As the two central domains of identity development, love and work become more serious during emerging adulthood [14]. People start to ask themselves what kind of partner and job they would like to choose for the long term, which requires them to selfexplore. To be specific, they need to truly understand themselves (e.g., what they are capable of, what they are passionate about, what they value the most in a romantic partner/relationship) in order to make the right decisions. This process of identity explorations can be challenging and confusing to many emerging adults, and it may involve a wide range of novel experiences including trying out alcohol. Additionally, establishing a stable identity may cause negative emotions such as stress and some emerging adults use binge drinking as a coping mechanism as a result [4]. Difficulties associated with identity explorations can motivate alcohol consumption as well [14].


Emerging adulthood is arguably the most unstable life period due to its transitional nature. In the self-exploration process, emerging adults experience frequent changes in multiple areas of life, mainly including romantic relationship, career, education level, and place of residence [14]. All these changes could disrupt their lives and lead to anxiety, sadness, and other negative mental states. Concurrent with this negativity is an increase in self-medication, which can be a cause of binge drinking [4]. Emerging adults consume large amounts of alcohol to alleviate negative moods following instability events, especially traumatic events such as breakups. The incidence of psychopathology also increases in emerging adulthood [16], making binge drinking for self-medication more common.


Emerging adulthood is a life stage that grants great freedom [17]. In contrast to people in other developmental stages, emerging adults are exceptionally free from obligations and commitments to others [14]. Unlike adolescents, emerging adults no longer live under the rules set by their parents and teachers. In fact, most emerging adults leave their parents’ household as they enter college [18]. Unlike full adults, emerging adults have not taken on roles that require lasting daily responsibilities, such as being a parent. This high level of freedom allows emerging adults to devote all their time, energy, attention to themselves and in summary, be selffocused. They may engage in behaviors that will be less acceptable in full adulthood because of the freedom, which may include binge drinking. In addition, when social control is weak, behaviors that violate social norms are more likely to occur [14]. For instance, leaving home puts emerging adults out of the supervision of their parents and therefore could increase alcohol involvement. Research [19], also indicates a significant increase in alcohol consumption among emerging adults as they transition to independent living.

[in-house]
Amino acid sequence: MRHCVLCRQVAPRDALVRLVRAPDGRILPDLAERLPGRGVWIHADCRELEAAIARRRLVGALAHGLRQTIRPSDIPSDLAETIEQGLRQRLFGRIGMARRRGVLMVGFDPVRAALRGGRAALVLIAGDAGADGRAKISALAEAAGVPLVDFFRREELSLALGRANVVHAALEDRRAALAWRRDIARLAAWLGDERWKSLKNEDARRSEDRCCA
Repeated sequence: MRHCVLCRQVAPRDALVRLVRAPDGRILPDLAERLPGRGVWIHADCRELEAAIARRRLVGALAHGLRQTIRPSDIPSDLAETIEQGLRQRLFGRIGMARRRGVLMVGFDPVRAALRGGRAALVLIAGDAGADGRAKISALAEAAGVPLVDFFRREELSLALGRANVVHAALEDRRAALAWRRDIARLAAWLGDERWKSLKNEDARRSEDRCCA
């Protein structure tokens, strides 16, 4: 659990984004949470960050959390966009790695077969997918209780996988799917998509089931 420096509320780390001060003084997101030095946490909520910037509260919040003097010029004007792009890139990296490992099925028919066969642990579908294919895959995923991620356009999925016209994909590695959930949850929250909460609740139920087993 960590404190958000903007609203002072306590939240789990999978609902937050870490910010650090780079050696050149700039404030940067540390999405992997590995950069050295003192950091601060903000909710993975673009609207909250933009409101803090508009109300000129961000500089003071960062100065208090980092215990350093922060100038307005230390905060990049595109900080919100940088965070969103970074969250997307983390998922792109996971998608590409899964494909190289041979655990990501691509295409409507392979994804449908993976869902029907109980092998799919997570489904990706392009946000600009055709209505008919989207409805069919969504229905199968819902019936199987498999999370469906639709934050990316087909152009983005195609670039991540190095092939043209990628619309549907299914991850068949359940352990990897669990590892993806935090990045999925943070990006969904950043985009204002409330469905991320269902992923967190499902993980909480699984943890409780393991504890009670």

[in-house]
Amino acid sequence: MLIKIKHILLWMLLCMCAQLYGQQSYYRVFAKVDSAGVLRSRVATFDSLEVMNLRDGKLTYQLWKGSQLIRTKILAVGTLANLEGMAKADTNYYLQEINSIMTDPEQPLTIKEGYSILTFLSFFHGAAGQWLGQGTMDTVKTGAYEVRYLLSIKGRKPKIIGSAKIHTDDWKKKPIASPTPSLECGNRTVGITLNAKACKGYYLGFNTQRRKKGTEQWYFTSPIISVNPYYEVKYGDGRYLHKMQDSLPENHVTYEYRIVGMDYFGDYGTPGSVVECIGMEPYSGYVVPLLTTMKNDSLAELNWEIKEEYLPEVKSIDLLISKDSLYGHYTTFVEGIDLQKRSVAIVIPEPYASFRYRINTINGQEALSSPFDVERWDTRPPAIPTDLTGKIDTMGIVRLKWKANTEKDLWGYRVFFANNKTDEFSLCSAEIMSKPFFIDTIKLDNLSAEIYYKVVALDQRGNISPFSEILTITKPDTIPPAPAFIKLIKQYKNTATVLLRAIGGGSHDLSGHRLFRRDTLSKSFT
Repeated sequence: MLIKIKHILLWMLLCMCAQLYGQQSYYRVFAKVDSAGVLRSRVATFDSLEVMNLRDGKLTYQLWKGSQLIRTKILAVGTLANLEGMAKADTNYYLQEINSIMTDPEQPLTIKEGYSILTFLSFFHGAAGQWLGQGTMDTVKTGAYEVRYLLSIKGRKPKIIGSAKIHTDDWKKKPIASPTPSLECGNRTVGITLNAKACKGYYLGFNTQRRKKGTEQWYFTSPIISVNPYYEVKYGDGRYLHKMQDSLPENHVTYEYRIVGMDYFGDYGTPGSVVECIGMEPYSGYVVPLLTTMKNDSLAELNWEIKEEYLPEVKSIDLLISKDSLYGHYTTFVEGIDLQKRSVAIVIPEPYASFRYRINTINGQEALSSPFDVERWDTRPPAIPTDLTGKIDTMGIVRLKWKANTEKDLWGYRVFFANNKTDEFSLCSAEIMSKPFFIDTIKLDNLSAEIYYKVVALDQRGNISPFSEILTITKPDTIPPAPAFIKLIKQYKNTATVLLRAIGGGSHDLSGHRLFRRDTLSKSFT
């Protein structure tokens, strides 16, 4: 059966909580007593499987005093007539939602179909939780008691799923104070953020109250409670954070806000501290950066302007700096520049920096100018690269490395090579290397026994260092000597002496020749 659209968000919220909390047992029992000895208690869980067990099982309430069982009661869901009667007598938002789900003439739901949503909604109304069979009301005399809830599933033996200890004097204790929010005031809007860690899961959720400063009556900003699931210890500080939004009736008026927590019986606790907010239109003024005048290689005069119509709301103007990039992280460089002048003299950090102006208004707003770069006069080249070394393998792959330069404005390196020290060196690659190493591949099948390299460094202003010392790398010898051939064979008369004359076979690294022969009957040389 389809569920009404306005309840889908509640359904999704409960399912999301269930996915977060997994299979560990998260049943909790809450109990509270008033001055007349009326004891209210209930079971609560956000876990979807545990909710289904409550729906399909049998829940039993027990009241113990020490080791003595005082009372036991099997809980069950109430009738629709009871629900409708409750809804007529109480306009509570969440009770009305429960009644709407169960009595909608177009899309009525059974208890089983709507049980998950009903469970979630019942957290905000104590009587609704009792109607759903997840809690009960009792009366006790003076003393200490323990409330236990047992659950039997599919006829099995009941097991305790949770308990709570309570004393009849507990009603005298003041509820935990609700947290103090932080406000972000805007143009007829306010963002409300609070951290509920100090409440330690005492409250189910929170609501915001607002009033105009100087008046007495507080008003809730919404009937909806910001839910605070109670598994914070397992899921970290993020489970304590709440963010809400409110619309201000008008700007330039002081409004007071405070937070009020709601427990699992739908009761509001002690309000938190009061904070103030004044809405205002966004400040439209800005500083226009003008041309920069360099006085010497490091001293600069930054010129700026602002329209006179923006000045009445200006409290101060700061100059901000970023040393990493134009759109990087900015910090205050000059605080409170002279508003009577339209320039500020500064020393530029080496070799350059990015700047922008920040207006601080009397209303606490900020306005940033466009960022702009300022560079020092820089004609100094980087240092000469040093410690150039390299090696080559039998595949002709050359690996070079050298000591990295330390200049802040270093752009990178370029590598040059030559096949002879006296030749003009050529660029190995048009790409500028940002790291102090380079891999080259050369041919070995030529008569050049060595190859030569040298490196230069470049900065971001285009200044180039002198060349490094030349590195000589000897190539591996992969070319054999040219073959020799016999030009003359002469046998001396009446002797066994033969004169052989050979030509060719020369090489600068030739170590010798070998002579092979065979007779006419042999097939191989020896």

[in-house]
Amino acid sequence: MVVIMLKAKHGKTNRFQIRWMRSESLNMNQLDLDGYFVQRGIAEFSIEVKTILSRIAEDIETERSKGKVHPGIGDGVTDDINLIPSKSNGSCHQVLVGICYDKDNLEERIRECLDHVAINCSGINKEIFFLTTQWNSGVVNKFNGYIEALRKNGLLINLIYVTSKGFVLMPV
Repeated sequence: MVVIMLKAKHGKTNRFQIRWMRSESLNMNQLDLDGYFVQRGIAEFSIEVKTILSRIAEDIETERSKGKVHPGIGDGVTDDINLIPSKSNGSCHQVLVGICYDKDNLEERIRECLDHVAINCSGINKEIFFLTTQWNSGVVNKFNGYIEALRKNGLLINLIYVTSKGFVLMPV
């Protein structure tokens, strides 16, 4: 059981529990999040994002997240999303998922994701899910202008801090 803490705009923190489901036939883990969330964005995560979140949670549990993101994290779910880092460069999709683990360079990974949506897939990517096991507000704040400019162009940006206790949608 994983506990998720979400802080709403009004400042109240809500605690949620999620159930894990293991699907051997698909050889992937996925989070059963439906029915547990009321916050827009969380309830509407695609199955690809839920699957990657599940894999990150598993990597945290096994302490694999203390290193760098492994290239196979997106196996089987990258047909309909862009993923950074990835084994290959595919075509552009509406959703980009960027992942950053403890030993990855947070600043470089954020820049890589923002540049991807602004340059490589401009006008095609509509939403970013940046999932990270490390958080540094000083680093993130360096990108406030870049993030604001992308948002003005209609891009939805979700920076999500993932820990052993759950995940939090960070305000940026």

Feeling In-Between

Emerging adults have mixed feelings about their status as adults [20]. On one hand, they feel that they have passed adolescence and on the other hand, they feel that adult roles and responsibilities are still at a distance [21]. The majority of 18 to 25-year-olds feel they have reached adulthood in some ways but not others [14]. Research investigating college students has consistently shown the majority of 18 to 25-year-olds do not feel they have achieved adult status, specifically, only about a quarter of the population consider themselves to be adults [20]. The ambivalence towards adult status could enhance participation in binge drinking in two ways.